Shank's Europe
 

Shank's Europe

A Companion to Patrick Leigh Fermor’s Hook of Holland to Constantinople trilogy

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On a rainy winter evening in 1933 an eighteen year old Patrick Leigh Fermor stepped onto a Dutch freighter from a London dock and headed for the Continent. A little over a year later he walked into the city he persistently called Constantinople completing his traverse. Half a lifetime later, after becoming a decorated soldier in the Second World War and a celebrated writer after the peace, he completed the first of three volumes recounting his youthful journey.  A Time of Gifts was published in 1977 by John Murray to immediate acclaim, and was continued in 1986 by Between the Woods and the Water, and concluded posthumously in 2013 with A Broken Road.  The success of this work rests on the breathless narrative of a plucky teenager’s romantic charge across Europe combined with the erudition of the older scholar who decades later decided to write it all down.  What emerges is an intoxicating cascade of rococo language recounting not only the walk, but the history, society, culture, art, and the countless novelties which captured Paddy’s imagination along the way.

This companion to the trilogy is the product of my reading, and frequent re-reading of these works.  I was lucky enough to discover them in the age of the internet, as there is hardly a paragraph in the three volumes that did not contain a reference or a phrase that inspired me to further research.  To be certain any of Leigh Fermor’s works, the trilogy especially, can be read and enjoyed by any relatively well informed person, but their value is greatly magnified by a little bit of digging.  This project is the happy product of that digging.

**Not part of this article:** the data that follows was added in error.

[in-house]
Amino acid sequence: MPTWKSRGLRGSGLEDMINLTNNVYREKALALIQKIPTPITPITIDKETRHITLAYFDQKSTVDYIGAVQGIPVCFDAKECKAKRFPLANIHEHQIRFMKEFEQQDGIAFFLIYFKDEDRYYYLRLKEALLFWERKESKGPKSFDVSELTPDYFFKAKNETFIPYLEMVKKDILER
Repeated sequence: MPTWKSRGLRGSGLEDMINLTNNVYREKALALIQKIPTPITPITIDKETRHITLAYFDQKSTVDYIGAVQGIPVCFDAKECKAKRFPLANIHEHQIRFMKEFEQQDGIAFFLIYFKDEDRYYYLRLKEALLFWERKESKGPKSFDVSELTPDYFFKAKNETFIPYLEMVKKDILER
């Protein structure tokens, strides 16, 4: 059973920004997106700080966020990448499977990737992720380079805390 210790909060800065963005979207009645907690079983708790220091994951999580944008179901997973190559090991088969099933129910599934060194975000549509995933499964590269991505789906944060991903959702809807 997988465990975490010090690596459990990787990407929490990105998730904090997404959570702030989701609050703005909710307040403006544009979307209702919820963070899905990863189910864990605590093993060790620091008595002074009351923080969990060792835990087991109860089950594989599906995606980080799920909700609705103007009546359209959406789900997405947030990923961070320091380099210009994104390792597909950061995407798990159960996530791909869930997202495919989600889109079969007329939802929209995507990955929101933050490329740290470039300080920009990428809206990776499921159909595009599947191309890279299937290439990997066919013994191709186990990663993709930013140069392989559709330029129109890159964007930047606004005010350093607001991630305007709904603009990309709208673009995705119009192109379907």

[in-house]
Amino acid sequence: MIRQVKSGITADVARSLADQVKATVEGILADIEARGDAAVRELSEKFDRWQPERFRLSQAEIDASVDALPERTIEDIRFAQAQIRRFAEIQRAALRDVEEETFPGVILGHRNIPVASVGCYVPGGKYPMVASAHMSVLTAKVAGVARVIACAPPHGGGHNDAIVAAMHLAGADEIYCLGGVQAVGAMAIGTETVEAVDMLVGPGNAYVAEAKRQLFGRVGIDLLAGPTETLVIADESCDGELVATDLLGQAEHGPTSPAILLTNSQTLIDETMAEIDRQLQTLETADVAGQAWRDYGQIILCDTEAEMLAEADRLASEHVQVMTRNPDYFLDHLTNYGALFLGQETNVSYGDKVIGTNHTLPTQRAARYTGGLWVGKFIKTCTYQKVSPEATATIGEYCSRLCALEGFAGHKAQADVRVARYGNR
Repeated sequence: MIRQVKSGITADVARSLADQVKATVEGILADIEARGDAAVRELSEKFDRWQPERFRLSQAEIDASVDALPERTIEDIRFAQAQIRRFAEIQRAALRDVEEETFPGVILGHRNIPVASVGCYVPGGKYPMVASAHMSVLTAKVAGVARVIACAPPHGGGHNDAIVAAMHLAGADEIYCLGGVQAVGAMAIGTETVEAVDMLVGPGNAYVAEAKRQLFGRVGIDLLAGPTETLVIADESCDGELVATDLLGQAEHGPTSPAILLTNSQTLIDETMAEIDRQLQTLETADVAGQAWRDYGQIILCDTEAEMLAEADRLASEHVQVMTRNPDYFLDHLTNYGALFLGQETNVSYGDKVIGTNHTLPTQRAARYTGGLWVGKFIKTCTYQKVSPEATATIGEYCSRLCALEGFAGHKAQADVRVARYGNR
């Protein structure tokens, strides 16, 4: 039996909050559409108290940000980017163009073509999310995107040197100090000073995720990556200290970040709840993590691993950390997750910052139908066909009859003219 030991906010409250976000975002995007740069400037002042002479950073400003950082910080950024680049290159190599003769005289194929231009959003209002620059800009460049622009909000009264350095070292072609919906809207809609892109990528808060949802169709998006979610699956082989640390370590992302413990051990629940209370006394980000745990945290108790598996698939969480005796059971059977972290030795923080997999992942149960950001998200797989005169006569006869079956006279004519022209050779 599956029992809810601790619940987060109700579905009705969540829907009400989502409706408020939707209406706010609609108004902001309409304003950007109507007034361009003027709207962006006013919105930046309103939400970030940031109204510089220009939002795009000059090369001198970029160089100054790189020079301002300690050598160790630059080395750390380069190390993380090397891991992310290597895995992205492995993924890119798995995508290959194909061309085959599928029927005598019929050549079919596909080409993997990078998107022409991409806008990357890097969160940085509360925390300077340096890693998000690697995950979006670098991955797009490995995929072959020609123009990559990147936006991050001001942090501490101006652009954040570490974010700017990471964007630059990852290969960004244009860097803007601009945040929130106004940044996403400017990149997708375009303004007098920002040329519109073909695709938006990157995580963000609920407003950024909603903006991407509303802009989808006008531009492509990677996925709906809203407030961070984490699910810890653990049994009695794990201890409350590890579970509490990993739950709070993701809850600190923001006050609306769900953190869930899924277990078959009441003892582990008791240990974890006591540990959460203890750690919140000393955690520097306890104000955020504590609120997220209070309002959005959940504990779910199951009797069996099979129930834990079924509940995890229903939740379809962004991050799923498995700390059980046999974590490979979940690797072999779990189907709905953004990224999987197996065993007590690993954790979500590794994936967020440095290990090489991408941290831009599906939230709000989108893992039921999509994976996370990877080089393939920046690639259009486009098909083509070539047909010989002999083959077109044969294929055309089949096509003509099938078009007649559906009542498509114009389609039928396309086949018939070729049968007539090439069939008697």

The format of the Shank’s Europe is thus.  I will work from start to finish, from the introduction in A Time of Gifts, heading ultimately towards the last page of A Broken Road, selecting names, places, phrases, and whatever else that I find interesting and found out more about.  This is, therefore, not comprehensive or scientific in nature whatsoever.  Citation and pagination for the three volumes is based on the standard John Murray paperback editions.  As for other sources, I will list them when relevant.  Throughout I will be relying on Artemis Cooper’s excellent 2012 biography of Paddy, Patrick Leigh Fermor: An Adventure, also published by Murray, the Oxford Dictionary of National Biography, as well as the Baedeker travel guides, that pre-eminent resource for pre-war travellers.

 

In the introduction to the second volume Leigh Fermor notes that his friend, Andrew, Duke of Devonshire, suggested the title of ‘Shank’s Europe’ for the trilogy, which he found ‘almost irresistible’; Shank’s Mare, or Shank’s Pony, being a euphemism for walking.  And since he declined to use the title, I have taken it for this project.

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